MS. BENTON: Wow. That’s amazing. And, we’ve incidentally received a comment on our blog from a youth chairperson of the Siranko Town Council in Uganda. Donga A. in Uganda writes: Governments should involve youth in decision-making to avoid violence. What are your thoughts on this, Assistant Secretary Brimmer? And then, obviously with your work, Forest, I want you to feel free to jump in.
ASSISTANT SECRETARY BRIMMER: That’s a very important question. We think that we should, as governments, be reaching out to the next generation, to hear from youth leaders, from people across the country who care about how we come to decisions. After all, the choices we make on human rights, climate change will fundamentally affect the world in which they live. So we’re actually trying to see how we can engage and have more youth leaders attend international conferences, participate in international events. We want to hear directly from them about what we care about. It’s one of the reasons we’re really excited about using new media, so we can hear directly what the young people of the world care about, and there’s some very exciting things going on in many organizations, including at UNESCO.
MS. BENTON: Good deal.
MR. WHITAKER: At UNESCO just recently was at youth conference, and 130 countries from around the world came together, and they were from 18 to 25 year-olds. And they put together what they wanted to present to the general conference. And it’s being presented this coming week. They finished the document for that. But I think that the youth have to recognize that although you want to penetrate the governmental forces, which you will, you have to first and foremost decide what it is you want to do, what it is you want to change, and then to actively go about doing it, to have no fear about doing it, because right now we’re in a time where, as you said, with the social media, with different elements, with connection, you can change your environment, you can change your world. It’s happening all over the planet, and it can happen with that person from Uganda who just wrote in.
MS. BENTON: Right. And youth are the catalyst for a lot of it when you think and look at the Arab Spring, how that exploded around the actions of what the youth were doing and what the youth wanted. UNESCO’s mandate includes promoting common ground between peoples and cultures. Does the United States support that goal, and are there good examples of when that works, Esther?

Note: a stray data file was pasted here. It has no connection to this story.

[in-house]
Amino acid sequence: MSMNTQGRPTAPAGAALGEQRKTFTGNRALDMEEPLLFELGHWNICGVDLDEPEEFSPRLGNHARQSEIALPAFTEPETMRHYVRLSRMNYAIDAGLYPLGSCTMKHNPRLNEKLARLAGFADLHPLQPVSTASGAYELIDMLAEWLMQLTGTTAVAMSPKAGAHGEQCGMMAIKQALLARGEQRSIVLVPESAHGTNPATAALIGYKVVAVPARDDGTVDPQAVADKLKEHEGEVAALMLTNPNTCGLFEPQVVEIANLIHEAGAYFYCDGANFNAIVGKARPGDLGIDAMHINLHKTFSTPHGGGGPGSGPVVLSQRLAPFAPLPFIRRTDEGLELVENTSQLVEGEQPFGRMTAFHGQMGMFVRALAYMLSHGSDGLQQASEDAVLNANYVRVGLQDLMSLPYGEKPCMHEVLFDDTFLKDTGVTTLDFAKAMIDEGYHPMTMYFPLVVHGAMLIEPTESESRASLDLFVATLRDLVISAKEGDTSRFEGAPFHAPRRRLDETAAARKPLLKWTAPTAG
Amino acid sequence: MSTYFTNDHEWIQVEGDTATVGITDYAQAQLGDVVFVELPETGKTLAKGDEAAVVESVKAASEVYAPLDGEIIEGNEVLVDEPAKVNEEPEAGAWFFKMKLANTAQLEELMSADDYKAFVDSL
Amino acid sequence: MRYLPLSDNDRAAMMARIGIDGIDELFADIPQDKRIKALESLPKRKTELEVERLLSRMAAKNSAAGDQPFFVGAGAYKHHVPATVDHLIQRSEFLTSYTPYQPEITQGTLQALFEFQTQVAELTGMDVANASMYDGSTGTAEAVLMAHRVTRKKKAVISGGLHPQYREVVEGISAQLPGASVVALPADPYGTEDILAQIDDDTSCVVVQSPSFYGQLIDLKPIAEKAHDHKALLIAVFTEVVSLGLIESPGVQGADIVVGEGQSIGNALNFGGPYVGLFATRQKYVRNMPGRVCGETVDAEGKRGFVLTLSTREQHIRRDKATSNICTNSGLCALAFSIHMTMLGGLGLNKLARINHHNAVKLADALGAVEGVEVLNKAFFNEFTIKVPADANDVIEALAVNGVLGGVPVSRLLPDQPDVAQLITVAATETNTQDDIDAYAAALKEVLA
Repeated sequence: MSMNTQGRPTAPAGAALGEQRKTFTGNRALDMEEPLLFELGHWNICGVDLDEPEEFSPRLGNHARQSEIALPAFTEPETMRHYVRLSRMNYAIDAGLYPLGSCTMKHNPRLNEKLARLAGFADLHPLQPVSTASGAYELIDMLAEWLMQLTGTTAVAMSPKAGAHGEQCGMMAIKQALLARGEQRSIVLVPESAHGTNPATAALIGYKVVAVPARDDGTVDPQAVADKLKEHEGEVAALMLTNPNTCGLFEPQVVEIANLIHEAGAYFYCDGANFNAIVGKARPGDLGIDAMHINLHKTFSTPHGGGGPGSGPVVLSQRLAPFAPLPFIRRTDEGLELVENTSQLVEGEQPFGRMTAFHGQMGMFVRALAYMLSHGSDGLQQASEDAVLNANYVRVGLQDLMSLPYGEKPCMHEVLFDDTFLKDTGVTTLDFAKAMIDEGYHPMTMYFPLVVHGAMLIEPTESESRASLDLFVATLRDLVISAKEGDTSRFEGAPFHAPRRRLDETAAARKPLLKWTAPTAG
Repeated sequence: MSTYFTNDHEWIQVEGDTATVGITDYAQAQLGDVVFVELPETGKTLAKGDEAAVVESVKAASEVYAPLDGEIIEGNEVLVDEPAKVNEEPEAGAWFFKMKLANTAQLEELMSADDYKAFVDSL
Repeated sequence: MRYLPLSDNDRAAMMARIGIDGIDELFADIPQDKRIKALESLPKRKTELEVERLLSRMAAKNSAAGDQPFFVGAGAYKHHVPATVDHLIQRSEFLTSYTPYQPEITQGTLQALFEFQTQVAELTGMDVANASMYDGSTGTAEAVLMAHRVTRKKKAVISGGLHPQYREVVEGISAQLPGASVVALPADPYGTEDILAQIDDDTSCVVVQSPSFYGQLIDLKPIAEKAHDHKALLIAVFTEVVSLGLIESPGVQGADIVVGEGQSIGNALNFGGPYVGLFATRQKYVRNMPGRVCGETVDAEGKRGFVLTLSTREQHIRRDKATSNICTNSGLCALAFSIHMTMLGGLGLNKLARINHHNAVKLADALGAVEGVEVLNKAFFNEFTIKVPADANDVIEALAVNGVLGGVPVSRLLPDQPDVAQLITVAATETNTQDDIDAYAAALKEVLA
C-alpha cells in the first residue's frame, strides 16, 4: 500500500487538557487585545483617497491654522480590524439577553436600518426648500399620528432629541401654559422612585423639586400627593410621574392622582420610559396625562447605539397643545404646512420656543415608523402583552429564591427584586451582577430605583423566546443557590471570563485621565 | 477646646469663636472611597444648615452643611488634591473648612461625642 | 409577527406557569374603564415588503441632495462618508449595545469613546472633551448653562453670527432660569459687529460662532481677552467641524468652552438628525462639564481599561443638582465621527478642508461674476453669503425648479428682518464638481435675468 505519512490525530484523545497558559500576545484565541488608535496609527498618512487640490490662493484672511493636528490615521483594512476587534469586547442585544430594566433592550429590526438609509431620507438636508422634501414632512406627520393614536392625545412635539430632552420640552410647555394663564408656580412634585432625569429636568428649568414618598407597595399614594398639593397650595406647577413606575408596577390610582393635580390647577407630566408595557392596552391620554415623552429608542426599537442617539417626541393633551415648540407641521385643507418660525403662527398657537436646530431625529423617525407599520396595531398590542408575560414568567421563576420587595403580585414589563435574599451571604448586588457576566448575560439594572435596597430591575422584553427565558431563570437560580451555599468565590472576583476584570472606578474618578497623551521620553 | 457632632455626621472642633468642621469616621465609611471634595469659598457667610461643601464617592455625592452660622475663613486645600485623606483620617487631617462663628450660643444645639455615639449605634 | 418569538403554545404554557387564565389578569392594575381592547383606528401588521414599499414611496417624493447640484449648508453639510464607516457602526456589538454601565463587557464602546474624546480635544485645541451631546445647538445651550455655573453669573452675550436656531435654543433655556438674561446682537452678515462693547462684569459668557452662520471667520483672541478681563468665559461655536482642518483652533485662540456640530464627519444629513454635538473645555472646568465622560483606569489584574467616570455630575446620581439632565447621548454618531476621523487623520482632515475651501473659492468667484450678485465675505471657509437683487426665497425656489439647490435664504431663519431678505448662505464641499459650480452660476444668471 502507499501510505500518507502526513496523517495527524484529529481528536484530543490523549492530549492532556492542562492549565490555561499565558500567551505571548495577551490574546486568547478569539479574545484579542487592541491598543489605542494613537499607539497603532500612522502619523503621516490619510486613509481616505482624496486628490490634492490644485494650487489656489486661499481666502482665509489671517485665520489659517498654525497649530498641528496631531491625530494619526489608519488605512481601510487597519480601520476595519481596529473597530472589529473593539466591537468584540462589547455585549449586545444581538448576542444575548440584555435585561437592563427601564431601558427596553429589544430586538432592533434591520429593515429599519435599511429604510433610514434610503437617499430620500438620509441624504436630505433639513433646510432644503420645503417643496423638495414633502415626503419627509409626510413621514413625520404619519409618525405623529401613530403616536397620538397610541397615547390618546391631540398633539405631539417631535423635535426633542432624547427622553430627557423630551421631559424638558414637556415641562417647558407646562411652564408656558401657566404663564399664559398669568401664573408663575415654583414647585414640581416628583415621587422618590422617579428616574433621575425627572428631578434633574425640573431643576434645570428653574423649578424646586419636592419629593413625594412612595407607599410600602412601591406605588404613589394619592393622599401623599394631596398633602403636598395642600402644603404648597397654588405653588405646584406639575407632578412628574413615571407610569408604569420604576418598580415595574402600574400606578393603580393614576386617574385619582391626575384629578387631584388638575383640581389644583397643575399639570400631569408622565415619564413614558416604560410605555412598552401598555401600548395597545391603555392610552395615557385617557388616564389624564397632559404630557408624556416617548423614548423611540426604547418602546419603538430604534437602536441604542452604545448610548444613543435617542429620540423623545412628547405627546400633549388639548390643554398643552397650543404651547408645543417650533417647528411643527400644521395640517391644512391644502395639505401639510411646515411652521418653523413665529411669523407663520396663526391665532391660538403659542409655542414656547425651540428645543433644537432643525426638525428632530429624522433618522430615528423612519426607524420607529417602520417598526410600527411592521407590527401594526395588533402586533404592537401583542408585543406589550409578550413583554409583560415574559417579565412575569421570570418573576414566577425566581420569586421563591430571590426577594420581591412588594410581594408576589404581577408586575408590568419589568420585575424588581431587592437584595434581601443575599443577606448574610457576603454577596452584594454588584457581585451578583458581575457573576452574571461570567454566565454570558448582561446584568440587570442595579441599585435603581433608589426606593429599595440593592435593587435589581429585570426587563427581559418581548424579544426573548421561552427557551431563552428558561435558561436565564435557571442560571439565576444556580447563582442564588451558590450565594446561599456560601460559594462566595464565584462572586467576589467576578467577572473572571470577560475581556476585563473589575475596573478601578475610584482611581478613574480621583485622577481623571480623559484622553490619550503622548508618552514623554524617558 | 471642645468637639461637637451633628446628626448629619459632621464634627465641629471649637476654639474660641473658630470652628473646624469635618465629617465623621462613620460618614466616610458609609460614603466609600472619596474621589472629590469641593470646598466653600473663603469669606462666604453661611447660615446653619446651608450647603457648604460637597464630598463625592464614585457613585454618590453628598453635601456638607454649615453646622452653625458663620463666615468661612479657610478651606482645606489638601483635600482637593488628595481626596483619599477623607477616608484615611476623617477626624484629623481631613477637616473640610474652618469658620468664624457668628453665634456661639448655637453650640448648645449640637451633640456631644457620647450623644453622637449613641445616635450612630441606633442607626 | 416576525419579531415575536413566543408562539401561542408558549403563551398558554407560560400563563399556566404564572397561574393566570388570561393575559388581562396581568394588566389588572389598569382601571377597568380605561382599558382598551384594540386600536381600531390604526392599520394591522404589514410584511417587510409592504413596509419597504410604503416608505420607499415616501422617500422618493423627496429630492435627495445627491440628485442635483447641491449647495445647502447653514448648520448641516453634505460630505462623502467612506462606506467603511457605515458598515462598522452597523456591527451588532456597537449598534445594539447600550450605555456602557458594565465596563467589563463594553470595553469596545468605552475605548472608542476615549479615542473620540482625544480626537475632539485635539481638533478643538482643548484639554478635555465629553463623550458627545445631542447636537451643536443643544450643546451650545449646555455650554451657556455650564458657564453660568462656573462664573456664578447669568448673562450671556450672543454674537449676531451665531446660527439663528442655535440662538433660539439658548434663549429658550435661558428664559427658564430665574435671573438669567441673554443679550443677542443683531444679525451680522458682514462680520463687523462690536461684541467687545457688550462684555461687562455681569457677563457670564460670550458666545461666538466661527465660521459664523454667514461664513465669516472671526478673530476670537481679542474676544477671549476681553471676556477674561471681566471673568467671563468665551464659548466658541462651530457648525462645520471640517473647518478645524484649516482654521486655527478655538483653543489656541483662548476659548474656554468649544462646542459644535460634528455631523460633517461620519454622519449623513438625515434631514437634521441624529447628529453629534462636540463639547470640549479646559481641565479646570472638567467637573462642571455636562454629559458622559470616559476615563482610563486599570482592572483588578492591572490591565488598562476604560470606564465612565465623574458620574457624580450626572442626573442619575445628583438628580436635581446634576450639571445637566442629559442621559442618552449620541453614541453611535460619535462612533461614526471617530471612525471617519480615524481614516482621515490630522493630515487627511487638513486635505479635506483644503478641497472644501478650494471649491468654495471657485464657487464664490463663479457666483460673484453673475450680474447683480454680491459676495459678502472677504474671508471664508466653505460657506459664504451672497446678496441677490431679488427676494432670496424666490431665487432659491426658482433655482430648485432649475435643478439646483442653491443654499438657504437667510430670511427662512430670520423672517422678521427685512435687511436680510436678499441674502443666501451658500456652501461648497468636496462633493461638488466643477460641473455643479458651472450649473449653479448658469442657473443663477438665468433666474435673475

ASSISTANT SECRETARY BRIMMER: The United States very much supports the opportunity to reach out and bring cultures together. And what we try particularly through UNESCO is to use the tools of education, working through schools to get to students to give them the opportunities to share ideas, to find platforms to they can share ideas with each other. And we look for opportunities to support cultural events and interchanges. We work very closely, for example, on the preservation of cultural heritage, both the physical – the museums, the great monuments – but also the intangible – the songs, the histories of societies. These are what make us human, and so we very much support the ability to preserve and promote the links that bind us all together.
MR. WHITAKER: Assistant Secretary Brimmer has been supporting so many different things, and for myself and working with the International Institute for Peace, she’s given a great deal of support to organization and to spread this message of peace around the world as well as the sort of cultural initiatives that, as you say, spring more from the heart that are intangibles. But when a culture dies, it kills a people, and we have to always be watchful of that, and I think that she’s very mindful of that. It’s really exciting to see.
MS. BENTON: I was just struck by what you were saying with the children once they’ve had to commit so many different atrocities, how do win back or reenergize their hearts and their mind? I mean, that is just to me – it’s sad, but it – the other flip side of it is it can be exciting when you see it occurring again.